Defense of Peace Implies Respect for Unborn, Says John Paul II

Urges Women to Be Promoters of a New Feminism

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VATICAN CITY, MAY 22, 2003 ( Peace dictates that life be respected from the moment of conception until natural death, John Paul II says.

The Pope addressed the need for the respect of life when he met today with some 150 representatives of the Italian Pro-Life Movement, which is celebrating its 25th anniversary. It arose with the legalization of abortion in Italy in 1978.

In his address, the Holy Father recalled the message left by Mother Teresa of Calcutta, whom the Italian Movement regards as its spiritual president.

The Pope said that when she received the Nobel Peace Prize in 1979, the nun «had the courage to affirm before leaders of political communities: ‘If we accept that a mother can do away with the fruit of her womb, what is left for us? Abortion is the principle that endangers peace in the world.'»

«It is true! There can be no authentic peace without respect for life, especially for the innocent and defenseless, as are unborn children,» the Pope said. «Basic coherence requires that those who seek peace defend life.»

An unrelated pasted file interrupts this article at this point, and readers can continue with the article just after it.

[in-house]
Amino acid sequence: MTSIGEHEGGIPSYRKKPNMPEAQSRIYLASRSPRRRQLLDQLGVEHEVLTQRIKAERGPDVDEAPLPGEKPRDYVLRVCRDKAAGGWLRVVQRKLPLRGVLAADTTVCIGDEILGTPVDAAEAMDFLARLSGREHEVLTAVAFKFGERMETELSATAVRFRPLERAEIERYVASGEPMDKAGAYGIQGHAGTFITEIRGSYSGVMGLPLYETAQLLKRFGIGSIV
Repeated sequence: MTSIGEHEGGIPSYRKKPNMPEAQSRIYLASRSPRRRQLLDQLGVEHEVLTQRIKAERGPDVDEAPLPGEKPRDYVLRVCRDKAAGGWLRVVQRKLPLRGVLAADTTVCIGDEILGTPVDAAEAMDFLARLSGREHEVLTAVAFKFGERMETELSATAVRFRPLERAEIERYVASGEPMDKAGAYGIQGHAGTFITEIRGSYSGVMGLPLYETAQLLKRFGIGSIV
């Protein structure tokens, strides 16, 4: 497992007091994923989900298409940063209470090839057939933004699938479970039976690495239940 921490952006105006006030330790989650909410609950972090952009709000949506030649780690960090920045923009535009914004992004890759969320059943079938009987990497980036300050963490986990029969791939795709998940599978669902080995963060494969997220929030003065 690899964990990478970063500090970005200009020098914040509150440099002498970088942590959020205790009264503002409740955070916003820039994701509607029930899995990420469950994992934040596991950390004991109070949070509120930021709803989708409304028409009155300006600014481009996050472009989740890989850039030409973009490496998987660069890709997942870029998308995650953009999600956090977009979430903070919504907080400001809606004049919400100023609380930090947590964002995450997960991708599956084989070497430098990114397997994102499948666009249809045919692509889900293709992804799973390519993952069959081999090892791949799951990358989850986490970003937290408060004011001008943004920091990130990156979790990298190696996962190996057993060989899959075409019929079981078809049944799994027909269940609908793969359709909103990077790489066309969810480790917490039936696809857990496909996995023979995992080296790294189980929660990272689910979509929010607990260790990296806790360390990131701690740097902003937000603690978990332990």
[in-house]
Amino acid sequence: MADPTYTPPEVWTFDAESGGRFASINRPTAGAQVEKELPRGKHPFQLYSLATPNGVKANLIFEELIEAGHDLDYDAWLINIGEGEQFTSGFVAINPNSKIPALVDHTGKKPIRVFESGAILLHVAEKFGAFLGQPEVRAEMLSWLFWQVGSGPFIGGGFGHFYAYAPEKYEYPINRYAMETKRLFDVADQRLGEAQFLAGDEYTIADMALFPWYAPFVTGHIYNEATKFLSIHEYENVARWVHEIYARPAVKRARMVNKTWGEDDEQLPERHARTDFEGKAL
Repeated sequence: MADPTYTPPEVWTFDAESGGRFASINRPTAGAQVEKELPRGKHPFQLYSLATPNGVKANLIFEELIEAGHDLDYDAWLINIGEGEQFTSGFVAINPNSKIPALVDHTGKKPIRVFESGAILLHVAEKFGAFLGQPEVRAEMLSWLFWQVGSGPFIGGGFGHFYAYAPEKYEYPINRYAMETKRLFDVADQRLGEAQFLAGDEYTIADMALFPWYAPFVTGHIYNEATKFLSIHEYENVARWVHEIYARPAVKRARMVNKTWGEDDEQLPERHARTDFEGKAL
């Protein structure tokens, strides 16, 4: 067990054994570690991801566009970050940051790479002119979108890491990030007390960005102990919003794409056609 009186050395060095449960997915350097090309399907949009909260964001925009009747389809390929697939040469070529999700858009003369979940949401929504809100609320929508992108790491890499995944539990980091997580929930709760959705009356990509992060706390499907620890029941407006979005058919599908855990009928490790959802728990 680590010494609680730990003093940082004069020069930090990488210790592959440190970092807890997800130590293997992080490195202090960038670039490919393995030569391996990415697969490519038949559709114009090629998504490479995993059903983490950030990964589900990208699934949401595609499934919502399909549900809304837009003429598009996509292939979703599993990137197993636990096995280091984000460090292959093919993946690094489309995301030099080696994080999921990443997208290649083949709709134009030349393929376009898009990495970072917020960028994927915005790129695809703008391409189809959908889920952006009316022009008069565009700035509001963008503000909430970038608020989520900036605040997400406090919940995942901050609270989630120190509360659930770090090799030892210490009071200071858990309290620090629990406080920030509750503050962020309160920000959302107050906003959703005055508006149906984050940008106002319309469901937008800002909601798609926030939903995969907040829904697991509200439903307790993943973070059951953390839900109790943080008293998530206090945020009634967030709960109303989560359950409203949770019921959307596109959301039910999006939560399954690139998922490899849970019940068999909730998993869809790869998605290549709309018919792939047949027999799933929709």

«No action for peace can be effective if it is not opposed with the same force to the attacks against life in each of its phases, from the moment it emerges, until natural death,» he added.

This is why the Pro-Life Movement is «a genuine movement for peace, precisely because it makes every effort to safeguard life always,» the Pope explained.

Addressing women in particular, John Paul II renewed his appeal that they «defend the alliance between women and life» and «become promoters of a new feminism which rejects the temptation of imitating models of male domination in order to acknowledge and affirm the true genius of women in every aspect of the life of society, and overcome all discrimination, violence and exploitation.»

The Italian Pro-Life Movement reckons that it has helped to save 60,000 children from abortion, and offered spiritual, psychological and material help to their mothers. See

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